Never Heard from Again


                      "NEVER SEEN OR HEARD FROM AGAIN"
                       By:   Capt. Arthur R. Moore
                       RFD 1  Box 210	
                       Hallowell, ME   04347

AUTHOR'S NOTE

November 1, 2000, I received a phone call from M. Emerson Wiles III, a
civilian  worker at the U.S. Army Central Identification Laboratory located
at Hickam Air  Force Base in Hawaii, asking my help in locating the crew
list for the SS Fort Lee, an  American flag tanker lost during World War II.
I advised him to contact the U.S.  Coast Guard-Marine Personnel Section in
Arlington, Virginia.  At the same time,  informing him of the Naval Armed
Guard records at the National Archives in College  Park, Maryland, and
inquiring why he was looking for this information.   He said that  an
Australian researcher, Major Tom Hall (Ret), had discovered documents
relating  to the SS Fort Lee among some war crime trial records and they
were trying to  identify one of the three men from a lifeboat belonging to
the SS Fort Lee that had  landed on Soemba (Sumba) Island, Indonesia, in
January 1945.  These records  showed that these men were taken prisoner by
the Japanese.  Since that  conversation, I have received a great deal of
written material from Mr. Wiles & Major  Hall on this subject and this is
what we know to date. PROLOGUE

During World War II, over 800 American flag merchant vessels were lost as a
result  of direct or indirect enemy action which resulted in hundreds of
Merchant Seamen  and Naval Armed Guard personnel being accounted for as lost
when their lifeboats  or rafts disappeared without a trace.  The final line
from these accounts will read  "never seen or heard from again."  The SS
Fort Lee was one of those ships.  The  final word being, "Number four
lifeboat with 16 men aboard was never seen or heard  from again."

New information has been uncovered regarding the fate of this lifeboat after
it had  been safely launched from the sinking SS Fort Lee.

TEXT

According to official U.S. Naval Intelligence records the American tanker SS
Fort  Lee was torpedoed and sunk in the Indian Ocean by the German U-181
under the  command of Kurt Friewald on November 2, 1944, at 2000 hours local
time.  The  attack took place in position 27-55 S./83-11 E. (about 1700
miles from Western  Australia) while en route from Abadan, Iran, to
Brisbane, Australia, sailing alone with  a cargo of 93,000 barrels of Navy
Bunker C fuel.

On board was a complement of 46 merchant crew including the Master, Ottar M.
Andersen and a Naval Armed Guard crew of 26 men including the Officer in
Charge,  Lt. James. W. Milne.

At 2000 hours, a torpedo struck on the port quarter directly under the
boilers which  blew up stopping the engines and flooding the fire room
killing both the Fireman and  a Wiper on watch in the engine room.  At 2018,
a second torpedo struck the ship in  the engine room at the starboard
quarter right under #3 and #5 lifeboats.  These two  boats were in the
process of being lowered when this torpedo struck.  Boat #3 was  completely
demolished killing 6 of the 7 men on board and #5 was broken in two 
spilling the 7 men occupying it into the water.  The men in boat #5 were
later picked  up by other lifeboats. 

An Ordinary Seaman, who had returned to his room to retrieve his papers, was
killed  when the second torpedo exploded directly below his room.  The
Wiper, who was  only 18 years old, was standing the regular Oiler's watch
when he was killed.

The SS Fort Lee sank about 1  hours after being hit by the first torpedo.

Numbers 1, 2, 4, and 6 lifeboats were safely launched.  Survivors in boats
#'s 1, 2  and 6 were rescued by other ships days later and are identified in
the attached  Appendices.  On November 5th, boat #4 was lost to sight of the
other 3 boats.  The  10 crew members and 6 Naval Armed Guard on board #4
"were never seen or heard  from again." 

After 57 years, Major Tom Hall has uncovered the fate of the men in the
missing #4  lifeboat.  He is a retired Australian Army and Vietnam veteran
very interested in  history and in honoring the men who died in World War
II.  His research has  concentrated on Japanese war crimes committed against
Allied prisoners of war in  the Indonesia area.  

He has found written records revealing that a lifeboat from the SS Fort Lee
made a  landing on Soemba (Sumba) Island, Indonesia, which is about 450
miles ESE of  Surabaya, Java, on January 13, 1945.  Amazingly, this boat had
traveled  approximately 2850 miles from the position where the SS Fort Lee
was sunk.  That  this boat ever reached land is a miracle in itself.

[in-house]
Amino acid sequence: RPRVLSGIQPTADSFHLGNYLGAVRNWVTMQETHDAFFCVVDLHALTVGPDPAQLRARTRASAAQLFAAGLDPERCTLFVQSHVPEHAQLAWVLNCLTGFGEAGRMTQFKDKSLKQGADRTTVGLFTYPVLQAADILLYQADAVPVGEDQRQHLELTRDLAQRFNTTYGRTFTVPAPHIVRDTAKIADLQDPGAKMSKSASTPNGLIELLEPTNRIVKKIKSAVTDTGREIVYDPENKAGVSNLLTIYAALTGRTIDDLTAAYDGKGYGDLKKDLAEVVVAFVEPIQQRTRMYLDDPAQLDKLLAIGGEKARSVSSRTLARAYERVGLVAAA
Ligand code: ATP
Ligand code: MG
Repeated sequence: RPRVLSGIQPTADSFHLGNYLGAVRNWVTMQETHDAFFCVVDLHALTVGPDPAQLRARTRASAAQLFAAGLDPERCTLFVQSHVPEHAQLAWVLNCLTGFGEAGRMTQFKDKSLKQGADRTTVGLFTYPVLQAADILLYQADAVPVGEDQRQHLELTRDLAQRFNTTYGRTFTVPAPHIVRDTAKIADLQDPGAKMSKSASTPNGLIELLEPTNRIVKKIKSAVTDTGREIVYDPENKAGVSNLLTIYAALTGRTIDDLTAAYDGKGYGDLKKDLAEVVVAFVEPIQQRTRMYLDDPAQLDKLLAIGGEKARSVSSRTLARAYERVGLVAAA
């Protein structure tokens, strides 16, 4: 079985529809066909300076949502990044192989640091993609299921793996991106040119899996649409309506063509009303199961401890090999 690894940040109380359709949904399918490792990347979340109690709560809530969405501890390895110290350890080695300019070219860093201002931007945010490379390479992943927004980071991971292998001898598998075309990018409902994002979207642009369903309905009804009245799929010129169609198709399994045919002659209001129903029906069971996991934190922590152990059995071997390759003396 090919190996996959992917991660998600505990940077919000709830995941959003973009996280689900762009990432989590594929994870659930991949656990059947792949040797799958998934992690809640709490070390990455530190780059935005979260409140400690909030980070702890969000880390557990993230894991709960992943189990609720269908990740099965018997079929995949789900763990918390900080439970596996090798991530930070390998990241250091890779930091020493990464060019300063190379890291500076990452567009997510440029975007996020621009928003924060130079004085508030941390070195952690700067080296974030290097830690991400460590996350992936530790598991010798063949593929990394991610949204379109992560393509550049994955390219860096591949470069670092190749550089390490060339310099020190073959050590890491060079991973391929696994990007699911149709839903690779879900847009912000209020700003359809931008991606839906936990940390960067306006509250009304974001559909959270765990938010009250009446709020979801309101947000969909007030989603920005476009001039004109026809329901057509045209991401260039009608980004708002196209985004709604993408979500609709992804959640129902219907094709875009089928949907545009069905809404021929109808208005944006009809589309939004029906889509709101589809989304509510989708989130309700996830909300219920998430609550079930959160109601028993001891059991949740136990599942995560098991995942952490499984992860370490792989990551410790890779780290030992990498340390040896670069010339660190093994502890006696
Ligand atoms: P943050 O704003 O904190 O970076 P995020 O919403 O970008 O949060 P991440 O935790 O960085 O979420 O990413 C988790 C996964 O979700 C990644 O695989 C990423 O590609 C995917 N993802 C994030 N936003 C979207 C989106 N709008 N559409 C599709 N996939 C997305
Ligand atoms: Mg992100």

We assume the boat was in charge of the 3rd Mate, Salem M. Stine, 35 years old from Baltimore, Maryland, as he was the senior deck officer on board. When the boat landed there were three men still alive. According to Japanese and native accounts, one man died immediately after the boat landed and the other two were taken as prisoners and transferred to the Surabaya branch of the 102nd Japanese Naval Stockade. These records indicate that one of the two prisoners was sent to the 102nd Naval Hospital a week after his arrival at the stockade where it is said he later died. Japanese sources claim the other man also died in the hospital. War crimes investigation reports suggest the two survivors were probably taken from the stockade to another place, where it is believed they were executed in March or April of 1945 along with two British seamen who had been captured in Java sometime in early 1945. In addition, numerous statements were found in these reports indicating that the two survivors may have been executed in September 1945 following the Japanese surrender in August 1945. The following is an excerpt from the Goslett Report titled, "War Crimes-Surabaya, Java", Appendix A, Sheets #3 & #9, Serial #2: "The seaman who died on Soemba Island shortly after landing may be identical with an entry on Page #84 of an investigative report titled, "Celebes Island-Atrocities Against Allied Personnel", made by Lt. Richard H. Clark (Infantry) of the U.S. Army War Crimes Section." This entry reads as follows: RAINING, R. F. (Initials only) Able bodied seaman, U.S. Merchant Navy. Died Memora, Soemba Island, 13 January 1945. Name of this man known to natives. Grave CD-13. The Goslett report notes the seaman's death occurred in Membora, Soemba Island, on January 13, 1945 which is located on the northwest shore of the island. It is believed the lifeboat landed initially on the south shore and if so, then this seaman died after being taken over land or by water to Membora from where they came ashore. His death may not have only been due to his physical condition on landing but hastened by the treatment of the Japanese. In checking the official crew list of the SS Fort Lee, we were unable to find a name closely resembling "R.F. Raining" but the Naval Armed Guard roster from official Navy records listed a Robert Franklin Lanning. There is no doubt in my mind that this is one and the same person. According to Navy records, Lanning was one of 6 Navy personnel in the #4 boat. By changing the "R" to "L" and the "I" to "N" the last name would be Lanning. With reliance on native witnesses and translation of Japanese records, it would have been very easy to misspell or mispronounce a man's name. Both Japanese and island natives supplying such testimony and information could have easily mistaken identities and events under these circumstances. No record as to how the name R. F. Raining was obtained has been found. Robert Franklin Lanning was 20 years old from Chicago. His mother and father were listed as his next of kin living in Chicago, as well. The U.S. Navy death certificate for Lanning and the other 5 Armed Guards in #4 boat reads, "Bodies non-recoverable." As the war drew to a close it is officially recorded that Japanese officers and their troops went on rampages in the POW camps in the Indonesia area, Japan and other occupied countries where Allied prisoners were being held. They executed many prisoners in an effort to cover up their inhumane treatment of these prisoners. History attests to these atrocities. There is also documentation describing the actions of one Japanese officer in Surabaya who mutilated some of the bodies and cremated at least one. Japanese Navy Captain Tamao Shinohara was found guilty of War-Crimes in Indonesia. He was hanged by the Australian Army at Manus Island on June 10, 1951. It is unfortunate and sad that we may never learn the names of the other two men in the lifeboat with Lanning. One can only imagine the horrible ordeal these men faced in #4 lifeboat. They traveled over 2800 miles over a period of 72 days -- an amazing endurance. They survived their ship being torpedoed, suffered from hunger and thirst, and witnessed the suffering and death of their fellow shipmates only to face their own death at the hands of the Japanese. THE END IN APPRECIATION We Merchant Marine and Naval Armed Guard veterans of World War II owe Emerson Wiles III and Major Tom Hall a debt of gratitude for all the information in the above article. In researching material for my book "A Careless Word . A Needless Sinking" I found there were several occupied lifeboats whose fate is unknown. The information discovered on the SS Fort Lee's lifeboat #4 is the first explanation as to what happened to any of these missing boats and their occupants. "Tripp" Wiles is a former active duty U.S. Army officer working as a civilian for the Army Identification Lab as a historian/analyst in the World War II Section. He and his wife are originally from Fayetteville, Tennessee. He is a 1995 graduate of the Citadel and will graduate from Hawaii Pacific University with a Masters Degree in Diplomacy and Military Studies in May. Major Tom Hall, a retired Australian Army and Vietnam veteran, whose research led to the discovery of what happened to Lifeboat #4 of the SS Fort Lee. Only through his perseverance have these facts been made public. He discovered these documents in 1981 but was unable to get them released into the public domain until 1989. In 1992, he began contacting U.S. authorities about his findings and in 2000, the U.S. began its review. NOTE: It is possible that more information will be forthcoming on this subject we will keep you posted. However, I did want to share this information with all the Merchant Marine and Naval Armed Guard veterans who care what happened to their shipmates lost during World War II and others who may be interested. APPENDIX I Merchant Crew and Naval Armed Guard lost in the explosions of the first and second torpedoes. Killed in #3 Lifeboat ARTHUR, James L. (20) A.B. Baltimore, MD FRELS, John F. (31) 3rd Engineer Austin, TX MCLAMORE, James W. (18) O.S. Baltimore, MD DUMAS, Herman C. * S 1/c ** CARRINGTON, Leon L. * S 1/c ** STORM, Bernard G. * GM 3/c ** Killed in Room MCCOY, George A. Utility Fort Worth, TX Killed in Engine Room VAIN, Thomas F. (19) Wiper Baltimore, MD YOHE, Frank L. (21) Fireman Harrisburg, IL Note: Figures in parentheses denote age of the seamen. *Age of Navy personnel unknown at this time **Hometown of Navy personnel unknown at this time APPENDIX II Merchant Crew and Naval Armed Guard Lost in #4 Lifeboat BROEDLIN, Rudolph E. * Oiler Bridgeport, CT CRAIG, Robert J. (19) F/WT Fredonia, PA FRALEIGH, Harold R. (18) Messman Bronx, NY HOFFMAN, Jack R. (21) A.B. Wauwatosa, WI SAVOLSKY, Max (31) Electrician New York City, NY SIMMS, Edward K. (21) F/WT Lockwood, WV SORACE, Joseph J. (45) 2nd Engineer New York City, NY STINE, Salem H. (35) 3rd Mate Baltimore, MD STOKELY, Frederick R. (39) Messman Del Rio, ____ WOOD, Frank B. (39) A.B. Edgefield, SC EATON, Herbert A. * S 1/c ** FINCH, Warren S. * S 1/c ** HOLDON, Harold J. * S 1/c ** LANNING, Robert F. * S 1/c ** DEL MONTE, Victor * S 1/c ** MELLERT, William J. * GM 3/c ** Note: Figures in parentheses denote age of the seamen. *Age of Navy personnel unknown at this time **Hometown of Navy personnel unknown at this time APPENDIX III Merchant Crew and Naval Armed Guard survivors in #'s1, 2 and 6 lifeboats. Lifeboat #1 ASHER, Leslie (29) 2nd Mate Baltimore, MD CHAFFIN, James T. (18) Deck Cadet Monticello, GA COCHRANE, Lawrence O.S. KNAUTH, Cecil B. (30) Oiler Vernon, TX LOPEZ, Frank (24) A.B. Waysum, WV REEVES, Ernest Wiper SHENBERG, Charles (46) Ch. Mate Baltimore, MD TARNOWSKI, Max J. (20) Messman Garfield, NJ BIRD, Jerome RM 2/c CROWE, Rowland R. S 1/c GORGA, Joseph W. S 1/c JOHNSSEN, Gottfred BM 2/c KASPER, George F. S 1/c LEVIN, Bernard SM 3/c PETERSON, Russell B. S 1/c MILNE, James W. LT. PREWITT, Lee Roy S 1/c Survivors in this boat were rescued by the SS Mary Ball (U.S.) on November 16 and landed at Colombo, Ceylon on November 24, 1944. Lifeboat #2 ANDERSEN, Ottar M. Master Houston, TX BANKS, Robert J. (28) Purser St. James, MN BURIC, I. Ch. Steward DUFFY, John W. (23) A.B. Fall River, MA FARRINGTON, Bradley R. (18) 2nd Cook Mt. Rainier, MD GROVES, Earl A. (18) O.S. Chanute, KA HAMILTON, Joseph T. (20) Ch. Pumpman Glidden, IA HART, William S. (23) Ch. Radio Oper. Hickory, NC JOHNSTON, Hugh D. (35) 2nd Pumpman Parkersburg, PA LEE, Jr., John J. (20) 2nd Radio Oper. Plymouth, NH SEARLE, Walter J. O.S. Washington, DC APPENDIX III (contd) Merchant Crew and Naval Armed Guard survivors in #'s1, 2 and 6 lifeboats. Lifeboat #2 ATKINSON, Lyle J. S 1/c KIRWIN, James J. S 1/c LEMANSKI, Andrew A. S 1/c SWANK, Thomas C. S 1/c WINN, Leonard SM 1/c Survivors in this boat were rescued by the British freighter MS Ernebank on November 7th and landed at Fremantle, Australia on November 14th. Lifeboat #6 BROOKINS, Robert C. (18) Messman Sioux City, IA DAVIS, John (38) Messman Baltimore, MD HENNESSEY, John L. Oiler Minneapolis, MN HOFFLER, Augustus (20) Galleyman Brooklyn, NY MALEC, John (17) Wiper Baltimore, MD MARCUM, Jessie C. (22) Bosun Big Stone Gap, WV MOOTZ, William F. Utility PAGE, Zeb (25) Jr. Engineer Durham, NC SHAFFER, Roy (28) 1st Engineer Seattle, WA SHARE, Gilbert C. (18) 3rd Cook Norfolk, VA SHERRY, Michael (37) Messman Summit, NJ SMITH, Earl B.B. (37) Messman Washington, DC SMITH, Francis J. (42) A.B. New York City, NY STAUFFER, Paul (51) Ch. Engineer Houston, TX ADAMS, Orville D. S 1/c KING, William M. S 1/c WILSON, James M. GM 3/c This boat was rescued by the tanker SS Tumacacori (U.S.) on November 9th and landed at Albany, Australia on November 14th.